Saturday, 31 May 2008

Not again!

They say truth is stranger than fiction and I definitely agree. For the second time in her short life Bea has broken a bone. This time it's "just" her wrist (a torus fracture of her radius) but it's going to be harder than her collar bone as she's in plaster. So I'm sitting here debating whether to fork out a small fortune for a waterproof plaster cast cover or to risk improvising with a plastic bag and an elastic band. My husband has pointed out that since I've become obsessed with recycling there aren't many plastic bags in the house so it may have to be a bin liner!

In many ways I was lucky - this time it happened at the end of the day so we haven't had to endure a whole day of screaming and tears. Plus, as it was the weekend my husband was able to take care of James while I rushed to the hospital. There's no way he'd have been able to cope with the waiting area if he'd come along and I don't know if I'd have been able to manage with both children on my own.... She was so brave and let the nurse and radiographers handle her, wiping her tears away with her muslin and whimpering for James. Recently she's developed such a strong attachement to him that at times it's heartbreaking. If he isn't around in the day she'll cry and ask for him and if he is around she chases him around (while he ignores her), desperate for him to play with her. I find that so hard to watch as I worry that one day she'll stop trying. I know as she gets older we'll be able to explain to her that James is autistic and that's why he behaves the way he does, but right now she's not old enough to understand it properly. I do sometimes tell her that James is different and hasn't learnt to use cutlery/ wee on the potty/ not chew his tee shirt but usually it encourages her to copy his behaviour. At least that's a reassuring feature of normal development!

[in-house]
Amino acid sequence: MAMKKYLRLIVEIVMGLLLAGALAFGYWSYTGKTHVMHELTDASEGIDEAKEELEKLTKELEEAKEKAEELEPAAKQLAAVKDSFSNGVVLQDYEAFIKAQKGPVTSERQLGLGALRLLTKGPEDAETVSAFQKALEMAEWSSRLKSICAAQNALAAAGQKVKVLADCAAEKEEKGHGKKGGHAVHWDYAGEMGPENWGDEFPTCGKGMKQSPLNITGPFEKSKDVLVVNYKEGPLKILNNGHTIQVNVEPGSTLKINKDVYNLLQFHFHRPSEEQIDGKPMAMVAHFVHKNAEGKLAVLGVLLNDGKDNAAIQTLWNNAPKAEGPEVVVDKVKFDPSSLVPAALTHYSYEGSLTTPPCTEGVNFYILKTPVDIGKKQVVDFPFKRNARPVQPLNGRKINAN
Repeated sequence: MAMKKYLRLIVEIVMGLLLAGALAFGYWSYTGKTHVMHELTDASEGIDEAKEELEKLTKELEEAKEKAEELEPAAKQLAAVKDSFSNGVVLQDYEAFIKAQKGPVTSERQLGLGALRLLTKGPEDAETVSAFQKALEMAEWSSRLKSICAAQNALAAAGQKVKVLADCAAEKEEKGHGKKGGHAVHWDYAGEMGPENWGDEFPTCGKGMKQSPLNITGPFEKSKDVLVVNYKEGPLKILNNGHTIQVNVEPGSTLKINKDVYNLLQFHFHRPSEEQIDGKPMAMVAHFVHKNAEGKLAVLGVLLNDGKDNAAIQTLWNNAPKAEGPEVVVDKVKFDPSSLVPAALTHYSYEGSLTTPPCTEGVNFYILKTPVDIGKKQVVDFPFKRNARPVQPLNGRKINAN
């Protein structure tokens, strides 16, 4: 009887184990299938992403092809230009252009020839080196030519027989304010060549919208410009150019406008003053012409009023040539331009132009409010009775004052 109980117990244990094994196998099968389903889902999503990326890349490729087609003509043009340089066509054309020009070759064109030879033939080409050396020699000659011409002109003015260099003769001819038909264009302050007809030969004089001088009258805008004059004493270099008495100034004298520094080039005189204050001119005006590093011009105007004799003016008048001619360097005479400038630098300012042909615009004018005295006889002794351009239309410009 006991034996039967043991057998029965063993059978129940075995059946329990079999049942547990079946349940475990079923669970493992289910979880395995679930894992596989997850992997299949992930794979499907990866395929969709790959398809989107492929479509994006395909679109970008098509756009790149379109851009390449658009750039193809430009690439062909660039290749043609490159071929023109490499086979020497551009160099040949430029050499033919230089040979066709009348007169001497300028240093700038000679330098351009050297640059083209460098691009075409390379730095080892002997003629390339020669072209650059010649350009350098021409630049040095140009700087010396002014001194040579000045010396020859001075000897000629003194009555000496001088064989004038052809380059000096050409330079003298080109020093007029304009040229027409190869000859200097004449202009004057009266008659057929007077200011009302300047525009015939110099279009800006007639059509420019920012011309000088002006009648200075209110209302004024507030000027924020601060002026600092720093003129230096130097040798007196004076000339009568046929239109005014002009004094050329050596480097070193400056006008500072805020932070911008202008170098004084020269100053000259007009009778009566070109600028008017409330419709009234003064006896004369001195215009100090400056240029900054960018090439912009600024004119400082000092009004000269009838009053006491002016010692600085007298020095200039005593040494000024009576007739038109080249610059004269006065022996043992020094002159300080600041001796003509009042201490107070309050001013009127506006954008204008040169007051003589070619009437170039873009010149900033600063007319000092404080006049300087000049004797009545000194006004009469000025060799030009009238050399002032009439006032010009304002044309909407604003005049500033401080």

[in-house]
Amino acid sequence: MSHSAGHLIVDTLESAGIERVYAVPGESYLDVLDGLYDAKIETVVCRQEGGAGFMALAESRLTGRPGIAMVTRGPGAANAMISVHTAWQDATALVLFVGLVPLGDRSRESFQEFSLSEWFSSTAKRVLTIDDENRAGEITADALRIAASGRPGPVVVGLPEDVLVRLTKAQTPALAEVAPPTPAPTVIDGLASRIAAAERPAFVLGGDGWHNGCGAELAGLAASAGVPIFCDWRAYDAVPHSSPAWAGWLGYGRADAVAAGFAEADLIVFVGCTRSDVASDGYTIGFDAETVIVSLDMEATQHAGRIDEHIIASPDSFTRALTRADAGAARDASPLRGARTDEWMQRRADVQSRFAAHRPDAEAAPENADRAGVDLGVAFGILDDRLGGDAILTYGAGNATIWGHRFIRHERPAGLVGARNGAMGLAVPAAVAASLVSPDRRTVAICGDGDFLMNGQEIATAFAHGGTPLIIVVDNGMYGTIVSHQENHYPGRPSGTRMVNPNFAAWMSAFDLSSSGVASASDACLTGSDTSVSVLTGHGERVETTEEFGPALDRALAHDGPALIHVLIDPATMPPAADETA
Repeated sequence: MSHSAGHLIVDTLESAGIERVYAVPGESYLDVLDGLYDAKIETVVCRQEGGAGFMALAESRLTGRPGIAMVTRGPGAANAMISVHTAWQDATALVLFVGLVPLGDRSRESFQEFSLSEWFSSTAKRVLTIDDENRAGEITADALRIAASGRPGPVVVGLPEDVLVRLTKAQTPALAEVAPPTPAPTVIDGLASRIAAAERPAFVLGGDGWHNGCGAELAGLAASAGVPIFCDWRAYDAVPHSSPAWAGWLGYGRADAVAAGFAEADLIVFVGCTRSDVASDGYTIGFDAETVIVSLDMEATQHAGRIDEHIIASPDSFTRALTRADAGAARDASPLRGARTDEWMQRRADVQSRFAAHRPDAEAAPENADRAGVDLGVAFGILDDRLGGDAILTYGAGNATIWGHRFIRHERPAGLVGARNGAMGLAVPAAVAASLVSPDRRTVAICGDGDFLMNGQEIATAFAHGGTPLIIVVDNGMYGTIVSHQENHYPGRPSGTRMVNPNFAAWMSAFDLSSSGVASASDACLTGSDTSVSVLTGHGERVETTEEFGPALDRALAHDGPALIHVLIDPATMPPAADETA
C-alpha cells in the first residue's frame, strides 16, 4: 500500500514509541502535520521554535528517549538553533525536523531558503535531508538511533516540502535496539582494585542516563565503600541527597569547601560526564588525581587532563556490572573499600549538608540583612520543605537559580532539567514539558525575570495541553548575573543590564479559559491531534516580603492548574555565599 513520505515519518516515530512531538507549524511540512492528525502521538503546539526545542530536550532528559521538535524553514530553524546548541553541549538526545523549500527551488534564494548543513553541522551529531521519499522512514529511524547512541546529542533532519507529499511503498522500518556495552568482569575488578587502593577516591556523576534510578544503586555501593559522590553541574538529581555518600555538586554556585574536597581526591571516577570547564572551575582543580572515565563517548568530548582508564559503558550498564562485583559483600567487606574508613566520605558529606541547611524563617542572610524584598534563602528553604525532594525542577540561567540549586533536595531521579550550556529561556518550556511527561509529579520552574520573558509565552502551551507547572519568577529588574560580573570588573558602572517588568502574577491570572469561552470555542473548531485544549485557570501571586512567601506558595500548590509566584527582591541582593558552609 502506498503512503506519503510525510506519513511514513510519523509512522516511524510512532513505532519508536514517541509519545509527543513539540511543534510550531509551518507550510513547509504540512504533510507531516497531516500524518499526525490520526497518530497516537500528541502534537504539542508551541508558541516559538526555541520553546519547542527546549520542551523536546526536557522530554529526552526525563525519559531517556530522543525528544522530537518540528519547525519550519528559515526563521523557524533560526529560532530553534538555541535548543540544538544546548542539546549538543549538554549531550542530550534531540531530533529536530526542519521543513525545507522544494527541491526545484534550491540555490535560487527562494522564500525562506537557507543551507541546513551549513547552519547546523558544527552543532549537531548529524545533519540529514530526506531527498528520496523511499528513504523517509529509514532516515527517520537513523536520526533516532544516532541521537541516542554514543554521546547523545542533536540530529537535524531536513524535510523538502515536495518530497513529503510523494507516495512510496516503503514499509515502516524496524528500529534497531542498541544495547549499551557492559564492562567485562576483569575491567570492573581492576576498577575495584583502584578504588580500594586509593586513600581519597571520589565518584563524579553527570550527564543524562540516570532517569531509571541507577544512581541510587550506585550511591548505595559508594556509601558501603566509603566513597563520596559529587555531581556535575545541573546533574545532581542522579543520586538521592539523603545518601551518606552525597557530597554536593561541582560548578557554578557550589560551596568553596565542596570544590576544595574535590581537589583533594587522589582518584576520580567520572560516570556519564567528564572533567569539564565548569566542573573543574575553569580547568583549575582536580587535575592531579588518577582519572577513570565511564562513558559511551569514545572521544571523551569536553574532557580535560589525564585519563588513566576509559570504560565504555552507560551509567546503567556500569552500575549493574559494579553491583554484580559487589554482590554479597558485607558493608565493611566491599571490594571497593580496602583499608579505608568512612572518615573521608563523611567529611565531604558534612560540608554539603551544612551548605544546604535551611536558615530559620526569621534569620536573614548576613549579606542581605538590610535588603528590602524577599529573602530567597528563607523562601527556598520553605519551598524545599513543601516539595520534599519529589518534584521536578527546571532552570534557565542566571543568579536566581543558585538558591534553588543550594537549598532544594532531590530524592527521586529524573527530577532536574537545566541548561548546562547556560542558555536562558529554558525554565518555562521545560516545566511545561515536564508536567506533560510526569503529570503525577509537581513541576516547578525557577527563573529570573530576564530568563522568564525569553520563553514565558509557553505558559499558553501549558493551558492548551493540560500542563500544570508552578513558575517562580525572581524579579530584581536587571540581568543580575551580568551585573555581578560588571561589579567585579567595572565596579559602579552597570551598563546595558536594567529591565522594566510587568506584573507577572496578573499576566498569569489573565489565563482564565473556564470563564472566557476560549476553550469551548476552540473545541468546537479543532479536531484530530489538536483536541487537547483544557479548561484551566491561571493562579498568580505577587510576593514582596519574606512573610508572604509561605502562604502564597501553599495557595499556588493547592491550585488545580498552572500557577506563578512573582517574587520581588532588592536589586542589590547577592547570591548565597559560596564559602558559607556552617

She wasn't too impressed when it dawned on her that the plaster cast was here to stay although now monkey is trussed up to match we're hoping she'll tolerate it a bit more. The plaster will be on for two weeks, which means we'll get it taken off just in time for our annual trip to London Zoo for "Special Children's Day". I guess my plans to take her swimming while James is at nursery are on the back burner for a while....

Wednesday, 28 May 2008

What a difference a year makes